II Corinthians 5:15-17
January 15, 2017
We can’t talk about being “New Creations,” without considering the one who wrote about it. Of all the people who wrote the various parts of the Bible, Paul was the one who knew about that the most. Of all people, he knew about being a “New Creation!”
Not having much experience with Pharisees or with the Jewish faith, it’s hard for us to imagine what his life was like before. We’re not aware of all of the various traditions and practices of the Jewish faith, and it’s hard for us to understand what it was like to be “steeped” in those traditions the way those people were.
It’s also hard for us to imagine what it was like to be one of the religious leaders of his time. As a Pharisee, Saul was one who was in responsible for the Law and all it’s nuances. He was concerned with all of the ceremonies and rituals and doctrine of the faith. He was expected, among other things, to be a “keeper of the faith.” That is, he was one who would scrutinize those who would teach different things about the faith, and deal with those who were in error. All the Pharisees had that responsibility, but Saul was perhaps the most “zealous.”
As you know, the other thing I’ve been thinking about lately is that Saul must have been there all along during the ministry of Jesus. He may even have been one of the un-named Pharisees who questioned Jesus, trying to make him look bad in front of the crowds. I believe he was also there at the trial of Jesus, where they engineered his execution. And we’re also told that there were Pharisees at the cross. Was Saul there, too?
Whatever the case, no matter what his involvement had been up until then, when it became evident that the ministry of Jesus had not been stopped, and that it was continuing even after his death, Saul resolved to take matters into his own hands. He resolved to do it himself! And he became the most zealous persecutor of the early church.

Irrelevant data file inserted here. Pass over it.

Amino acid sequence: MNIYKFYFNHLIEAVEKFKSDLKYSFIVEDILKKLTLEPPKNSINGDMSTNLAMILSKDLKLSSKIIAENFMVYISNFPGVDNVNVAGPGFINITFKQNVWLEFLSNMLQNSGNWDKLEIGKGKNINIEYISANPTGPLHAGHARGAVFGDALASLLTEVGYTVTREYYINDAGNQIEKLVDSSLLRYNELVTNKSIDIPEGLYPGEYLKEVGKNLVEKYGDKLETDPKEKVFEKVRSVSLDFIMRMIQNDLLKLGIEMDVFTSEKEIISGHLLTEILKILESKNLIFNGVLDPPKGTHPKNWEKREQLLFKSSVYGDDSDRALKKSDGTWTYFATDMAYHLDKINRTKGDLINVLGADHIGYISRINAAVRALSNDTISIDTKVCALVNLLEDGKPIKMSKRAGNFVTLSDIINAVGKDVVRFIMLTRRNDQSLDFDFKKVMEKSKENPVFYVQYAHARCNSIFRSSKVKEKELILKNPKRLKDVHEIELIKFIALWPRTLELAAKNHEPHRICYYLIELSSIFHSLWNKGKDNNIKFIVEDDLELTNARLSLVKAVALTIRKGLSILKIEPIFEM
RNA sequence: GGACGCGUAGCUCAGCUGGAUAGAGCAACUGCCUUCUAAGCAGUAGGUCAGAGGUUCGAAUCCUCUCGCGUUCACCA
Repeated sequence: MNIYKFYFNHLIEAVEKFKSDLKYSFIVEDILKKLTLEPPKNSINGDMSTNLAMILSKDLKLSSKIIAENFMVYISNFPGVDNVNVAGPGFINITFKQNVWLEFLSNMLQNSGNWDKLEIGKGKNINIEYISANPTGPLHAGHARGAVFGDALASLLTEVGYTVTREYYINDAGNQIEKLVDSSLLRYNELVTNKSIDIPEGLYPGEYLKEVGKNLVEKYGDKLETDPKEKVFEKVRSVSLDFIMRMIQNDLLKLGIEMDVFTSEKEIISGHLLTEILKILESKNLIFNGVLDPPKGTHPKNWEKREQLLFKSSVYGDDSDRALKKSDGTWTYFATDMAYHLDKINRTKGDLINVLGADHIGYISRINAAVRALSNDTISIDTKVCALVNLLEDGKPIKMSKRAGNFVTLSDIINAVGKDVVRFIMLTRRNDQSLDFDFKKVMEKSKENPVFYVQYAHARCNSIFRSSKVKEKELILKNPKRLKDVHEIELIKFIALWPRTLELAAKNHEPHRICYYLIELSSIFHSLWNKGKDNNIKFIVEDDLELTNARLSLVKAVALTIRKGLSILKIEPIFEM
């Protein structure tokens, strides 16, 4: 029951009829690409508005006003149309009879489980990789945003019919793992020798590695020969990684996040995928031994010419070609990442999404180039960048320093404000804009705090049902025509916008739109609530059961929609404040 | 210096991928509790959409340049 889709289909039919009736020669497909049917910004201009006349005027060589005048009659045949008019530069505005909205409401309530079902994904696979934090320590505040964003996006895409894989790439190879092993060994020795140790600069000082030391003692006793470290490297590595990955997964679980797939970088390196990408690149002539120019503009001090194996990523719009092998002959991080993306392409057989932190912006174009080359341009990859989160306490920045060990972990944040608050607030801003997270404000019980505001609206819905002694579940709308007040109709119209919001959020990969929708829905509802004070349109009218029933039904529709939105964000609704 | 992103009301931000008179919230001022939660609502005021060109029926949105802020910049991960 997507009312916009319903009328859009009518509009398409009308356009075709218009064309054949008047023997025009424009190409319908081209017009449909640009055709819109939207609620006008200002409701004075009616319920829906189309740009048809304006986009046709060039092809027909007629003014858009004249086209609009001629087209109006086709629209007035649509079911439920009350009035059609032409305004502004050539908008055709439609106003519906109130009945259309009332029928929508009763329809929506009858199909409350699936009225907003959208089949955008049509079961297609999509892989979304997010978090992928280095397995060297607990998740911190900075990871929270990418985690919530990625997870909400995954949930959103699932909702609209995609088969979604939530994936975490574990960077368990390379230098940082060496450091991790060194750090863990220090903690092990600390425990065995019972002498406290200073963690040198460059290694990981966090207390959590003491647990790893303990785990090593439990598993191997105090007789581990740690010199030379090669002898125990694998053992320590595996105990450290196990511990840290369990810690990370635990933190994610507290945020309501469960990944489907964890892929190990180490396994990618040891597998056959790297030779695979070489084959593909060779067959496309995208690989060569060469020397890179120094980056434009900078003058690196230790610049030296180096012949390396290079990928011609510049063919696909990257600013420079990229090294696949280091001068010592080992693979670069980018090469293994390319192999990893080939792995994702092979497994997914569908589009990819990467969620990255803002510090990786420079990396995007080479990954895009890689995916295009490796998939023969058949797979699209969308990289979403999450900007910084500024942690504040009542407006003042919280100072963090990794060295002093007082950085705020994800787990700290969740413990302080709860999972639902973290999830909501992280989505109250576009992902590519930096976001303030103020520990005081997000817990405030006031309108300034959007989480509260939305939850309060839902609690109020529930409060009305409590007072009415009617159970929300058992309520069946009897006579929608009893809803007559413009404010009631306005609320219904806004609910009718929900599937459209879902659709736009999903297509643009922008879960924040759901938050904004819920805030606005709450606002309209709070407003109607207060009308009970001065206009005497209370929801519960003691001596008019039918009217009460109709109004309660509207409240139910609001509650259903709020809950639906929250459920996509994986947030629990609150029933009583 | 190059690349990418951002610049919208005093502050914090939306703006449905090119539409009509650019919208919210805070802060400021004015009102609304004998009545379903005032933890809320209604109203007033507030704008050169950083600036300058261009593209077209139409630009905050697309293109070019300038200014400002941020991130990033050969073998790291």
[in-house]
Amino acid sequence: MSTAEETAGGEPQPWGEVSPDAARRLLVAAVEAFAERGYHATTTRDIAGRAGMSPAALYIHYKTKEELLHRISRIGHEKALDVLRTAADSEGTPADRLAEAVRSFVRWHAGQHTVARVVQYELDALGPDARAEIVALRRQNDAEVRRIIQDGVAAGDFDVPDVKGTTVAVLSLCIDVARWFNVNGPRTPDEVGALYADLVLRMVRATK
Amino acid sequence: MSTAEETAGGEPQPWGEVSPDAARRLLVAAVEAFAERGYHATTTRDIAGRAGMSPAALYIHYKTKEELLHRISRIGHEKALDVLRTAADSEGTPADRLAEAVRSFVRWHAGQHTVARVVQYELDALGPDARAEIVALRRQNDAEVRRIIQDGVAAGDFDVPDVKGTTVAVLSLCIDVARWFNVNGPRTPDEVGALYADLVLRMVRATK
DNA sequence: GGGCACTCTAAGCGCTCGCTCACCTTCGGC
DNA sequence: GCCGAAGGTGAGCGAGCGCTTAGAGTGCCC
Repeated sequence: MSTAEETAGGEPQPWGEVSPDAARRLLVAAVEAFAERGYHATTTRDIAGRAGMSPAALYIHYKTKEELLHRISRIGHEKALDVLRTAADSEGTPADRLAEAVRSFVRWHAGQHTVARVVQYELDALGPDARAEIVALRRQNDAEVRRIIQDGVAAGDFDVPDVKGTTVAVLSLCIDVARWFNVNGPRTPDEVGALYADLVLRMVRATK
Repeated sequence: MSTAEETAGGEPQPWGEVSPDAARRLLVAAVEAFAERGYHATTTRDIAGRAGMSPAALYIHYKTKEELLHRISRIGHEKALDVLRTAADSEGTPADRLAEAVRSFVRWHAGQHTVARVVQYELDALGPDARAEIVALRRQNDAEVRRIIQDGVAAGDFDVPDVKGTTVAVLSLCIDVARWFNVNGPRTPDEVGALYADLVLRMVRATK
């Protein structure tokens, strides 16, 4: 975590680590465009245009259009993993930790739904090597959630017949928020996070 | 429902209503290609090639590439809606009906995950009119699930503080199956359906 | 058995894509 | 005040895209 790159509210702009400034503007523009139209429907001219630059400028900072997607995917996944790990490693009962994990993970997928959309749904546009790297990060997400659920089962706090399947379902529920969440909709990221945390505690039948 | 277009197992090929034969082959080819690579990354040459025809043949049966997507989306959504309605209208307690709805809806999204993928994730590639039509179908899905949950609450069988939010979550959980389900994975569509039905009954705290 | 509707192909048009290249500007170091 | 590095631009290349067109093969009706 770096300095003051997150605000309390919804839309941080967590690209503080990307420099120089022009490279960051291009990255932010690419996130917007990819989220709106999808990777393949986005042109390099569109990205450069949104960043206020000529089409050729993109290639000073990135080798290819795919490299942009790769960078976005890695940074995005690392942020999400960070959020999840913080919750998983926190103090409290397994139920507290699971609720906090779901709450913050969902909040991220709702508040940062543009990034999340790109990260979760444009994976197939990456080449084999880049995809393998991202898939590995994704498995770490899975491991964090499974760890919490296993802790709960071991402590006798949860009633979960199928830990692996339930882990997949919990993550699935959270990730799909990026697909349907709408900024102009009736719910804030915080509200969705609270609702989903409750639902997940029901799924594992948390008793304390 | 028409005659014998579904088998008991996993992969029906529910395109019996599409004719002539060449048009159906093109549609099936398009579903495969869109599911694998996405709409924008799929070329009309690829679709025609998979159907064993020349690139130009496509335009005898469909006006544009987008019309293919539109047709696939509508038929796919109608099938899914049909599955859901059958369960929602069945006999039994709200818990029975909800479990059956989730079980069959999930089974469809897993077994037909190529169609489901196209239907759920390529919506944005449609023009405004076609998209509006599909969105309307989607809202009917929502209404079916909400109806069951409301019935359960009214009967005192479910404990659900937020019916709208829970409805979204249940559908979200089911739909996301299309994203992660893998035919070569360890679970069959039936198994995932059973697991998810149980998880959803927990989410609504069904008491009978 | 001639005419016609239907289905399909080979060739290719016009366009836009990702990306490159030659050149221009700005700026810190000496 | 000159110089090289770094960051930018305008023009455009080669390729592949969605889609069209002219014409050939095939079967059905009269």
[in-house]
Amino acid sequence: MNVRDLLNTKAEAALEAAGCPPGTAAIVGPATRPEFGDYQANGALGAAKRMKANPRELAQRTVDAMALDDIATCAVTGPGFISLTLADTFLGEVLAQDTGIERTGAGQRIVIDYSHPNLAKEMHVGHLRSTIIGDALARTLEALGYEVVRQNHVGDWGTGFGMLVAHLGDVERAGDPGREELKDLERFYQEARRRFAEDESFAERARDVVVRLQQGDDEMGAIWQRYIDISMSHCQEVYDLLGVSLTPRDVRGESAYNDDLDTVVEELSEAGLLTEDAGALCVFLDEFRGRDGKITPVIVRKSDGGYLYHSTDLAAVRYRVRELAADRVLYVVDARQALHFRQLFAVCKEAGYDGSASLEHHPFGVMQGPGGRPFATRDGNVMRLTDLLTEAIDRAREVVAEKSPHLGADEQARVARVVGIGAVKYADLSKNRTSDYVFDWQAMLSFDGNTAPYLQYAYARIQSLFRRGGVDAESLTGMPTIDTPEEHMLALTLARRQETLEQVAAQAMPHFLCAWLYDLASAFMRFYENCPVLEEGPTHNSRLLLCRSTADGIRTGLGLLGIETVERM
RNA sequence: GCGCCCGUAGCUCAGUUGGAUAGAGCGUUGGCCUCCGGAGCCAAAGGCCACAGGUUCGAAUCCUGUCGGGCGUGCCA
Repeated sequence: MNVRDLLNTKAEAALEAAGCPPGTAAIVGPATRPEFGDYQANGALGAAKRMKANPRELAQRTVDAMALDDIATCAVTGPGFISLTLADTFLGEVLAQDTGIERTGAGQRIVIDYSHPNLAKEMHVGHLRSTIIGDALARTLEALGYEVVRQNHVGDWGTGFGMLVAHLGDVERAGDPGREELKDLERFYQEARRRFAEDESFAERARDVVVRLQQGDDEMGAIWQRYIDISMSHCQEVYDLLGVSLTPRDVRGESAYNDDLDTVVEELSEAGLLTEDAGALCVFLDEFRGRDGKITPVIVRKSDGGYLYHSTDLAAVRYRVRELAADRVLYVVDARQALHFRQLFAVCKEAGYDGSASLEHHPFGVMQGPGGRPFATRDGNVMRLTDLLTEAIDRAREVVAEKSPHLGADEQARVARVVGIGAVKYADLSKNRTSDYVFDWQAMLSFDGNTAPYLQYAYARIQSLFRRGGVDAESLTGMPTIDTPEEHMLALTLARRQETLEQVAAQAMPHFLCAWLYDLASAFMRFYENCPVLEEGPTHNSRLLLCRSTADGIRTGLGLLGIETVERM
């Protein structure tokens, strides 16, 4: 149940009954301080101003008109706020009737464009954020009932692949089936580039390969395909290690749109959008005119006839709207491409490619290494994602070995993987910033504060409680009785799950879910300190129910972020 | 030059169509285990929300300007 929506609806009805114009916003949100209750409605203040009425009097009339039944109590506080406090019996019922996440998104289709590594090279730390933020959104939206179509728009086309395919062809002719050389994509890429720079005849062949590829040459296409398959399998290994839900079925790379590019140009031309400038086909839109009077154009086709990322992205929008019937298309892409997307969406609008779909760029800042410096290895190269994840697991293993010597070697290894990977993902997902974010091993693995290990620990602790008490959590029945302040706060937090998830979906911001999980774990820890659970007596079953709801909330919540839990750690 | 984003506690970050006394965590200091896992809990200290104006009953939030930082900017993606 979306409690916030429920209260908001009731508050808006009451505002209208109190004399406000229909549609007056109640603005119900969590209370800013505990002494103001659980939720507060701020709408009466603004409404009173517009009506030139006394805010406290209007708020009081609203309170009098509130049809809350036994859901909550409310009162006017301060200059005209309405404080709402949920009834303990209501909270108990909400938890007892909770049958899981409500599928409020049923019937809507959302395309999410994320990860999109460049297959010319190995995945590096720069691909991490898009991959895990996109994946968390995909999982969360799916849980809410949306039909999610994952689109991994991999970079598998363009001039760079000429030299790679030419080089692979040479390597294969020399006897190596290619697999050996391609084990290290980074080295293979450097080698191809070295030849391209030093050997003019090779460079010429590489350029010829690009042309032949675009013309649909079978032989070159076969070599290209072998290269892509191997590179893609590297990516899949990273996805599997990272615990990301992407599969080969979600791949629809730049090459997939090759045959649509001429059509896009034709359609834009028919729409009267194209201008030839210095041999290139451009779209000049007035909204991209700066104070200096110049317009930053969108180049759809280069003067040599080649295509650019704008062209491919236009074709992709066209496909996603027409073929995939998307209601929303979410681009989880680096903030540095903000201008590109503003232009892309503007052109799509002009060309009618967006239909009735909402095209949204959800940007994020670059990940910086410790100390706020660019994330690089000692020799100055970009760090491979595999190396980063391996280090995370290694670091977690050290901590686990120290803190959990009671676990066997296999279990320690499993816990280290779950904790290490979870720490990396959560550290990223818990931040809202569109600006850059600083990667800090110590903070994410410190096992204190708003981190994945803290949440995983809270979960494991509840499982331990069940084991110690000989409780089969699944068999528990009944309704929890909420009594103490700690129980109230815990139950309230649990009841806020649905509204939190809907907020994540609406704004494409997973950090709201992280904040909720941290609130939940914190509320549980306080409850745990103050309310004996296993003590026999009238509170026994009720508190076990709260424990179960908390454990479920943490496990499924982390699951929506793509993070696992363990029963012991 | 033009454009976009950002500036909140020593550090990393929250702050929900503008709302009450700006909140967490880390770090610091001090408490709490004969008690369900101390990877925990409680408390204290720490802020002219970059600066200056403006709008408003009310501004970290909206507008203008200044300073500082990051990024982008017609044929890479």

You know the rest of that story. Saul was changed by the very Jesus he was persecuting. And it was such a dramatic change that “New Creation” described him very well! And when he wrote about it here in his letter to the Corinthians, he “knew that of which he wrote!”
Well then, with all that in mind, what about us? Now, I’m not saying we were ever persecutors of Jesus, like Saul was, or that we lived “wasted lives of sin.” Though I suppose that’s not impossible. (I don’t know everything about you people!) But even so, we still believe that, in Jesus Christ, we are “New Creations.” What does that look like?
Many times that “newness” is simply about having God in our lives. We weren’t all that bad before. We just didn’t give God “the time of day.” I know that was the case with me. And I went to Church all the time. Seriously! I never got involved in rebellious stuff around me. But being a “New Creation?” That never occurred to me. Maybe that’s you, too.
Last week, we had our “Rededication Sunday.” That day, we “reaffirmed” our Baptismal Vows. That day, we used those vows to re-dedicate our lives to Jesus Christ, and we were re-introduced to the “Waters of Baptism.” And I know the weather kept some of us home. But that’s what I want you to think about, whether you were here or not. I think that’s a great way to start the new year! This is a time to think about a lot of things in our lives. What is life going to be like for us in 2017. Well, it’s also a good time to think about our dedication to God’s kingdom, and to renew that dedication.
Well today I’m encouraging you to think about what that means in your life. And by all means, if you weren’t here, I encourage you to do your own “re-dedication.” But then, I want you to think about that, and to continue to think about it throughout the year! You are God’s people. You are “New Creations” in Jesus Christ. “The past is finished and done. Behold, the new has come!” May this be a year of newness of faith, of deeper devotion, and of greater joy in the kingdom of God.
As we close in prayer, I invite you to take this time and do that re-dedication, and to think about that re-dedication. Ask for God’s strength in the “New Year” to be his “New Creations”…
Eternal God, we thank you that, in Jesus Christ, we are “New Creations.” And we do ask for the strength to live our lives in new and more holy ways. Help us to have the vision to know your kingdom, the desire to seek you more, and to live our lives in your service. For this we pray in our Lord’s name, Amen.